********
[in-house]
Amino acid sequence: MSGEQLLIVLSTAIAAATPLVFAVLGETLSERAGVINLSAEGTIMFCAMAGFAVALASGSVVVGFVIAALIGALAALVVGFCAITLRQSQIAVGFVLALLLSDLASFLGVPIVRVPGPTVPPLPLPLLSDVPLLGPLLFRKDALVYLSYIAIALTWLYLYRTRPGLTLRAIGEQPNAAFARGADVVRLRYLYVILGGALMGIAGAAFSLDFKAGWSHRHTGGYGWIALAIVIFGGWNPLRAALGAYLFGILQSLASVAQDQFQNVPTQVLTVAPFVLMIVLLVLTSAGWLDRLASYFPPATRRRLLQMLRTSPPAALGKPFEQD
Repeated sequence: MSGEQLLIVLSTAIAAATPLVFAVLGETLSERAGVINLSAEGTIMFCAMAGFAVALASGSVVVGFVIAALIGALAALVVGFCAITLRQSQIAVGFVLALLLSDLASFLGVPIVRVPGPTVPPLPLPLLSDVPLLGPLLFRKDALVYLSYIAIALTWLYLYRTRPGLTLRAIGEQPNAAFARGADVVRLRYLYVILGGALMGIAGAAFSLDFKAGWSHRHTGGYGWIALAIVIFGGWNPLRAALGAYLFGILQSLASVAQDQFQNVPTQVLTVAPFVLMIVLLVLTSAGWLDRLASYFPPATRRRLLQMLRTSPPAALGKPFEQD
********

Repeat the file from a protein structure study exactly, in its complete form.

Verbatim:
[in-house]
Amino acid sequence: MSGEQLLIVLSTAIAAATPLVFAVLGETLSERAGVINLSAEGTIMFCAMAGFAVALASGSVVVGFVIAALIGALAALVVGFCAITLRQSQIAVGFVLALLLSDLASFLGVPIVRVPGPTVPPLPLPLLSDVPLLGPLLFRKDALVYLSYIAIALTWLYLYRTRPGLTLRAIGEQPNAAFARGADVVRLRYLYVILGGALMGIAGAAFSLDFKAGWSHRHTGGYGWIALAIVIFGGWNPLRAALGAYLFGILQSLASVAQDQFQNVPTQVLTVAPFVLMIVLLVLTSAGWLDRLASYFPPATRRRLLQMLRTSPPAALGKPFEQD
Repeated sequence: MSGEQLLIVLSTAIAAATPLVFAVLGETLSERAGVINLSAEGTIMFCAMAGFAVALASGSVVVGFVIAALIGALAALVVGFCAITLRQSQIAVGFVLALLLSDLASFLGVPIVRVPGPTVPPLPLPLLSDVPLLGPLLFRKDALVYLSYIAIALTWLYLYRTRPGLTLRAIGEQPNAAFARGADVVRLRYLYVILGGALMGIAGAAFSLDFKAGWSHRHTGGYGWIALAIVIFGGWNPLRAALGAYLFGILQSLASVAQDQFQNVPTQVLTVAPFVLMIVLLVLTSAGWLDRLASYFPPATRRRLLQMLRTSPPAALGKPFEQD